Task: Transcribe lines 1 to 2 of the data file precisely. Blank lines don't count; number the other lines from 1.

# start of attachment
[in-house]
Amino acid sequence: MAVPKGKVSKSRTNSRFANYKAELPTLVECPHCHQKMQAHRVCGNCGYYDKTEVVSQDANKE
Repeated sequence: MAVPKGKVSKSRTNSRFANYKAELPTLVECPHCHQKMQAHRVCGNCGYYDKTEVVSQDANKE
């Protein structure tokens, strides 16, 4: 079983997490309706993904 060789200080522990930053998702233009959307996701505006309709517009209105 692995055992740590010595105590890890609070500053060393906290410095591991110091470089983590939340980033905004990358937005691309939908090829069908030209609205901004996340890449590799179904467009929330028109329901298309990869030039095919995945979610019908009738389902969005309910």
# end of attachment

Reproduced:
[in-house]
Amino acid sequence: MAVPKGKVSKSRTNSRFANYKAELPTLVECPHCHQKMQAHRVCGNCGYYDKTEVVSQDANKE